VanRullen has an alternative explanation. The brain processes different objects within the visual field independently of one another, even if they overlap in space, he suggests. So the RPL [right inferior parietal lobe] may well be taking the “snapshots” of the two moving patterns at separate instances – and possibly at slightly different rates – making it plausible that the illusions could happen independently for each object.

This implies that there is not a single “film roll” in the brain, but many separate streams, each recording a separate piece of information. What’s more, this way of dealing with incoming information may not apply solely to motion perception. Other brain processes, such as object or sound recognition, might also be processed as discrete packets.

Link to NewSci piece ‘Timewarp’.

Little Albert, lost and found

One of the most famous and most mythologised studies in psychology concerns John Watson’s experiment to condition ‘Little Albert’ to be afraid of a white rat. ‘Little Albert’ and his mother moved away afterwards and no-one knew what happened to him, leading to one of the most enduring mysteries in psychology. Finally, it seems, his identity has been discovered.

An article in the latest edition of American Psychologist recounts a detective story, led by psychologist Hall Beck, to try and solve the question of what happened to ‘Little Albert’ after his participation in the famous study.

The experiment itself consisted of showing the infant some live animals, most notably a white rat, and some other assorted objects, to demonstrate he had no pre-existing fear of them.

On several later occasions, when playing happily with the white rat, Watson and his colleague Rosalie Rayner struck a metal bar to frighten the young child. Subsequently, simply seeing the rat was enough to cause Albert to cry and show visible distress – demonstrating the phenomenon of classical conditioning, where something previously neutral can be associated with the responses triggered by something else.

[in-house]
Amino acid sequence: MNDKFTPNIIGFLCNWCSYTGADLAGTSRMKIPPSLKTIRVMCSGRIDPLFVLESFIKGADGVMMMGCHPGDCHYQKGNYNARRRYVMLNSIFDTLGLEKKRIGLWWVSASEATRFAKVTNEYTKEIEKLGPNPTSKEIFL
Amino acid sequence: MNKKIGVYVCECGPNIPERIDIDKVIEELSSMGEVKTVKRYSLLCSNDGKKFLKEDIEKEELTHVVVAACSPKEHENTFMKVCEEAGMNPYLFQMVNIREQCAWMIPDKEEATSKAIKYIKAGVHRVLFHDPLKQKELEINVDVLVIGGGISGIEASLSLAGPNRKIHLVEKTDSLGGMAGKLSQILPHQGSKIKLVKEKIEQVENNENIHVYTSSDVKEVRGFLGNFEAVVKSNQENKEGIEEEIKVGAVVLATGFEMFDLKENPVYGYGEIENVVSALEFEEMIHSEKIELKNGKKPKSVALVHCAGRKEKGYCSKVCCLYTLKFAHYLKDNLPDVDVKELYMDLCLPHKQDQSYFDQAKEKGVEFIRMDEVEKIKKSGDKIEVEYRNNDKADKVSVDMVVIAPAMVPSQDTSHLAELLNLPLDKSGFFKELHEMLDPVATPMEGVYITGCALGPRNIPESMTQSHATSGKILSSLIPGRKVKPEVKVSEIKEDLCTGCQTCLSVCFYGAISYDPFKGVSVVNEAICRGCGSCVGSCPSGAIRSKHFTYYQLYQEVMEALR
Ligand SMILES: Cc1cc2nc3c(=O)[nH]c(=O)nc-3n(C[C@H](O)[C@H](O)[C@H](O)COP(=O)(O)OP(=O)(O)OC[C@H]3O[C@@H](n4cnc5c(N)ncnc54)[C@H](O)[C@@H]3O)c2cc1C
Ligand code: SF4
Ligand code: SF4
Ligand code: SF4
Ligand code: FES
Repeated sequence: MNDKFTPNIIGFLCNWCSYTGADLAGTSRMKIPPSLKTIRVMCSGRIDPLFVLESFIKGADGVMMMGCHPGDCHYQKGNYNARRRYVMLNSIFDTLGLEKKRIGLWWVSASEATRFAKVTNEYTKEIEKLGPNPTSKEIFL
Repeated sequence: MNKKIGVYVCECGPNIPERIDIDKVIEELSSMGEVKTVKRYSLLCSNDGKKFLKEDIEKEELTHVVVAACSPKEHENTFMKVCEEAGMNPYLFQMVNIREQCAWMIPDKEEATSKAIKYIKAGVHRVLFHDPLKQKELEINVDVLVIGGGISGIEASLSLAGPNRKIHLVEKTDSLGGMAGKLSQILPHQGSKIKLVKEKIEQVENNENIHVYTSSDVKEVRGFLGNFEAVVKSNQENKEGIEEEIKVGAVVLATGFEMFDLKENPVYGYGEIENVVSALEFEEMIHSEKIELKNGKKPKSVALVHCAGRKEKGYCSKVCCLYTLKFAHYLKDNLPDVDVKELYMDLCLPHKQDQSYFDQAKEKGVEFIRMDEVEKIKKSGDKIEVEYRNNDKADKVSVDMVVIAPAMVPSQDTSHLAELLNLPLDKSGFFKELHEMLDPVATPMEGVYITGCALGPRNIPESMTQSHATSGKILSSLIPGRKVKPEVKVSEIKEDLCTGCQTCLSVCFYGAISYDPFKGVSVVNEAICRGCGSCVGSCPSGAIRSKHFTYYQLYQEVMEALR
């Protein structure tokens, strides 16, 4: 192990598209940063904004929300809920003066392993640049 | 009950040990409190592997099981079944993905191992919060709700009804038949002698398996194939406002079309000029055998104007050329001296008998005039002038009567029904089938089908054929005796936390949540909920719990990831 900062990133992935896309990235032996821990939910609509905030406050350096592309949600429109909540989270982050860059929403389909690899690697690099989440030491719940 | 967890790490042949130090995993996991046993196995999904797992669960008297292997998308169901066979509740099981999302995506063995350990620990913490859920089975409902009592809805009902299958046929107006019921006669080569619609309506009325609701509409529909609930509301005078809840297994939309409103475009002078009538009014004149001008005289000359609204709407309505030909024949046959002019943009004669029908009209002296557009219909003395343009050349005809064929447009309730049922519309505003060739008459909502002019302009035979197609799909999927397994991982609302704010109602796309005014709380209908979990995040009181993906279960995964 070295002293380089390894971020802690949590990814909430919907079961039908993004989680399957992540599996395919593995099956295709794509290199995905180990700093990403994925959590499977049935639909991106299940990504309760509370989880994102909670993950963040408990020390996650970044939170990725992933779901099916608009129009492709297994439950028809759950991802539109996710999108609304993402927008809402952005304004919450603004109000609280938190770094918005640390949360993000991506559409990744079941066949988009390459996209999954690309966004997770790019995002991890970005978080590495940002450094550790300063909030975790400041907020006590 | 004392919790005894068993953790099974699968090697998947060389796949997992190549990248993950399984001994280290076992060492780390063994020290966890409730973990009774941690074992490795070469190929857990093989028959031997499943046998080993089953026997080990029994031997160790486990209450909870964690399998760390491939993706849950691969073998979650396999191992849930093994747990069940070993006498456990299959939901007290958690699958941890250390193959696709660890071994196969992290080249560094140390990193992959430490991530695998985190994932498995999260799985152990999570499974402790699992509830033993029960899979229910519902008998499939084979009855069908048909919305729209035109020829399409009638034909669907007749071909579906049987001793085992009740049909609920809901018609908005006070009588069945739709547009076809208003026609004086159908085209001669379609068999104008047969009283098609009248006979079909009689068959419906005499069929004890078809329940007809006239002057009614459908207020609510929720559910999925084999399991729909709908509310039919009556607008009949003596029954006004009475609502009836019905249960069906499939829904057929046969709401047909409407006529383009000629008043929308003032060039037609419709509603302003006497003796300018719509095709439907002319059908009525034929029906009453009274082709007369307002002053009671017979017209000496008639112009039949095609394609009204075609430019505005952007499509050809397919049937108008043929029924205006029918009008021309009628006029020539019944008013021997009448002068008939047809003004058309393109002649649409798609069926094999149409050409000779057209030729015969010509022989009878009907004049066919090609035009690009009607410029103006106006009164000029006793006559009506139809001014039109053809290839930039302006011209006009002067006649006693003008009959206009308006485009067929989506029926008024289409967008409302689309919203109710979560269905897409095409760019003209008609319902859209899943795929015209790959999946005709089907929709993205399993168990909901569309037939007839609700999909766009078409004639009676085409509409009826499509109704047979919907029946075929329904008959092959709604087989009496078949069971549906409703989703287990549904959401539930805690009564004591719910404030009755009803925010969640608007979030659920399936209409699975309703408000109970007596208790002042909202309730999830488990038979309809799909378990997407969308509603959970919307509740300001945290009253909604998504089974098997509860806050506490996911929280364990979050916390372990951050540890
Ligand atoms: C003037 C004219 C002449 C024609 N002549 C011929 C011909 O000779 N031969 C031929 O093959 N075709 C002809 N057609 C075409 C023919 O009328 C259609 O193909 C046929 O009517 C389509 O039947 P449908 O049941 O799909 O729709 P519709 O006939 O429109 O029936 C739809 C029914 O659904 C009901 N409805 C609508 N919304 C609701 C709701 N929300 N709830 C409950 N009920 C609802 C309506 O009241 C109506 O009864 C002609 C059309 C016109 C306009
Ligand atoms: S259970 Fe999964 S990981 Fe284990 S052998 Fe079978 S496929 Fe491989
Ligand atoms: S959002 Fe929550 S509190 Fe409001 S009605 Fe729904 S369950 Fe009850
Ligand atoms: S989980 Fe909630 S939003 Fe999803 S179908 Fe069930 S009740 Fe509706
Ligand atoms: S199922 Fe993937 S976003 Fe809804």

Although accounts vary, Albert may have shown generalisation of his learnt response, so he became distressed at things like rabbits, dogs and furry coats, despite the fact that experimenters never presented these with a frightening noise.

‘Little Albert’ and his mother moved away from the university, his identity was lost and for years psychologists and historians have wondered what happened to the unwilling star in one of the landmark studies of the 20th century.

The first step was to find out exactly when the experiments took place and then to try and identify Albert’s mother from the information given in Watson’s original studies.

Careful sifting of financial and residency records put the researchers onto a campus wet nurse called Arvilla Merritte, but there the trail went cold.

There were no others traces of Arvilla Merritte but a search for her maiden name, Arvilla Irons, revealed that her married name was likely fictitious to hide the fact that her baby was illegitimate.

However, Irons’ baby was not called Albert, but Douglas, and it wasn’t until the Irons family got in touch to send a photo of the baby that the researchers could try and make a physical comparison.

The photos were blurry and they recruited the help of an FBI forensics expert to compare the images. The comparison suggested that the photos were likely of the same person and with the other matching biographical details it seems very likely that Douglas Merritte was indeed ‘Little Albert’.

The story has a tragic ending, however, as Douglas Merritte died when only six years old after developing hydrocephalus, a build up of fluid in the brain, possibly due to a meningitis infection.

Beck finishes the article on a melancholy note, reflecting on his own part in the story, Little Albert’s short life and his visit to his grave:

As I watched Gary and Helen put flowers on the grave, I recalled a daydream in which I had envisioned showing a puzzled old man Watson’s film of him as a baby. My small fantasy was among the dozens of misconceptions and myths inspired by Douglas.

“The sunbeam‚Äôs smile, the zephyr‚Äôs breath,
All that it knew from birth to death.”

None of the folktales we encountered during our inquiry had a factual basis. There is no evidence that the baby’s mother was “outraged” at her son’s treatment or that Douglas’s phobia proved resistant to extinction. Douglas was never deconditioned, and he was not adopted by a family north of Baltimore.

Nor was he ever an old man. Our search of seven years was longer than the little boy’s life. I laid flowers on the grave of my longtime “companion,” turned, and simultaneously felt a great peace and profound loneliness.

Link to summary of article in American Psychologist.

Disembodied voices of joy, silence and rage